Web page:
State Farm Stadium is preparing for Super Bowl LVII, which will feature a matchup between the Kansas City Chiefs and the Philadelphia Eagles. The popular matchup is expected to drive up ticket prices. (Photo by Dylan Nichols/Cronkite News)
PHOENIX – The Kansas City Chiefs and the Philadelphia Eagles officially have a date with destiny.
Each team stamped its ticket to Super Bowl LVII on Sunday as the Eagles beat an injured San Francisco 49ers team 31-7, and Kansas City won in the final seconds against the Cincinnati Bengals, 23-20, thanks to a needless rough penalty that put the Chiefs in game-winning field goal position.
After 26 weeks of training camp, preseason, regular season and playoff games, the stage is finally set for the fourth Arizona Super Bowl in NFL history, with State Farm Stadium in Glendale hosting the first meeting of the No. . 2017.
The high-profile matchup is creating exorbitant ticket prices. The average cost for the cheapest Monday afternoon single ticket between Ticketmaster, SeatGeek, and StubHub was $5,152.
Gamblers also pay close attention to this game. Most sportsbooks view the Eagles as slight favorites, suggesting the likelihood of a close contest. And lots of bets.
“You have two ardent fans in (Kansas City) and (Philadelphia). In the case of Kansas City, their home market of Missouri does not have legal sports betting, so this is the next best thing,” said Christopher Boan of BetArizona.com.
This is also a Super Bowl of firsts.
Several things that have never happened in Super Bowl history will happen on Sunday, February 12 in Glendale.
First, in the first 56 Super Bowls, there have never been two brothers on opposite sides of the field as players. In 2013, John and Jim Harbaugh practiced against each other in Super Bowl XLVII between John’s Ravens and Jim’s 49ers, with the older brother’s Baltimore securing the championship. Most recently, in 2019, Jason and Devin McCourty lined up in the same defensive backfield for the New England Patriots in Super Bowl LIII against the Los Angeles Rams.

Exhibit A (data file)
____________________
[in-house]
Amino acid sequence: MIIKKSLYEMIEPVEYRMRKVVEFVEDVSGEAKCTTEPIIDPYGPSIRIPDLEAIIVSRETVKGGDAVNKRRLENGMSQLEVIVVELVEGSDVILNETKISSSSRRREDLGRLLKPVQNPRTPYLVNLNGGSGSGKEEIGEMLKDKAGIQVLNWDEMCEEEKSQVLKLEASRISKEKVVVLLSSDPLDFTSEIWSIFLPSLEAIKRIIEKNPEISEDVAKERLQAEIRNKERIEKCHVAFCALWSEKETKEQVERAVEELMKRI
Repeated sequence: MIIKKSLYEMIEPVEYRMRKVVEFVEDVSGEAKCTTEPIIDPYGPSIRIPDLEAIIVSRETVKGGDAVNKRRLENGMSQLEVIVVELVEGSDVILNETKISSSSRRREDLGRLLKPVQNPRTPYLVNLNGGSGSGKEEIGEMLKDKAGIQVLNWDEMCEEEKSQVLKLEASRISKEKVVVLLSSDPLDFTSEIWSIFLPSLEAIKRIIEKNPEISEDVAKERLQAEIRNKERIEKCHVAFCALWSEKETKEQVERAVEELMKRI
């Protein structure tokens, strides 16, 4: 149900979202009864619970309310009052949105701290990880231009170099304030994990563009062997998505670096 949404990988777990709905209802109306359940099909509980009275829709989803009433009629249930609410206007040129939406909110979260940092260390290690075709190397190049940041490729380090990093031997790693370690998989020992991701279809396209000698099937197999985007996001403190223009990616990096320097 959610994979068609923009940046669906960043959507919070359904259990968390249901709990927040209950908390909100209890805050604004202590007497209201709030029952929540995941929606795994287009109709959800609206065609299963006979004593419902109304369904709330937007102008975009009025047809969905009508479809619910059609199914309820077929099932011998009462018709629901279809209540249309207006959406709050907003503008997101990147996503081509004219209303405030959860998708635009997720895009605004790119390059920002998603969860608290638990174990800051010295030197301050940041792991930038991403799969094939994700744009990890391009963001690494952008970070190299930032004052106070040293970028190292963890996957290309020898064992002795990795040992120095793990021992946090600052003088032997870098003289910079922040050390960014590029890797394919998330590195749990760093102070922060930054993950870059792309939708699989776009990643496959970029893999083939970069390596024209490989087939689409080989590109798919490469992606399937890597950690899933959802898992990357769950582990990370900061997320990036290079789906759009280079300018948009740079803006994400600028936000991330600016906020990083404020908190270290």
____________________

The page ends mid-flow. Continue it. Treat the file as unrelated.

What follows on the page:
Chiefs star tight end Travis Kelce and Eagles All-Pro center Jason Kelce will break the Super Bowl brother barrier for the first time. They combined to play in 320 career games winning two Super Bowl rings and receiving 14 Pro Bowl selections and winning All-Pro honors nine times with 27 playoff games.
Now, they are sure to add another ring to the Kelce family collection. The only question is which brother’s name will be engraved on it after the confetti falls.
Officially done being a Chiefs fan this season!!
— Jason Kelce (@JasonKelce) January 30, 2023
Super Bowl LVII also marks the first time the title game will feature two black starting quarterbacks, possibly during Black History Month. Several black quarterbacks have won Super Bowls in the past, including Washington’s Doug Williams, Seattle’s Russell Wilson, and most recently, Chiefs star Patrick Mahomes. In some classic Super Bowl games, black quarterbacks including Tennessee’s Steve McNair, Philadelphia’s Donovan McNabb, and San Francisco’s Colin Kaepernick have finished just short of a championship.
It’s no secret that Eagles quarterback Jalen Hurts and the Chiefs’ Mahomes have staged seasons of Most Valuable Player caliber, with both leading their respective teams to the No. 1 seed in their conferences and, now, the Super Bowl.
In an age where the quarterback position requires a different level of athletic ability than ever before, there may not be a more perfect match in dynamic playmaking and clutch performance.
Look for some firsts beyond the playing field.
Audiences at State Farm Stadium for Super Bowl LVII will be the first to experience an on-site bookmaker for the game. The BetMGM Sportsbook opened directly on North 95th Avenue in September and was the first sports betting facility to open in an NFL stadium.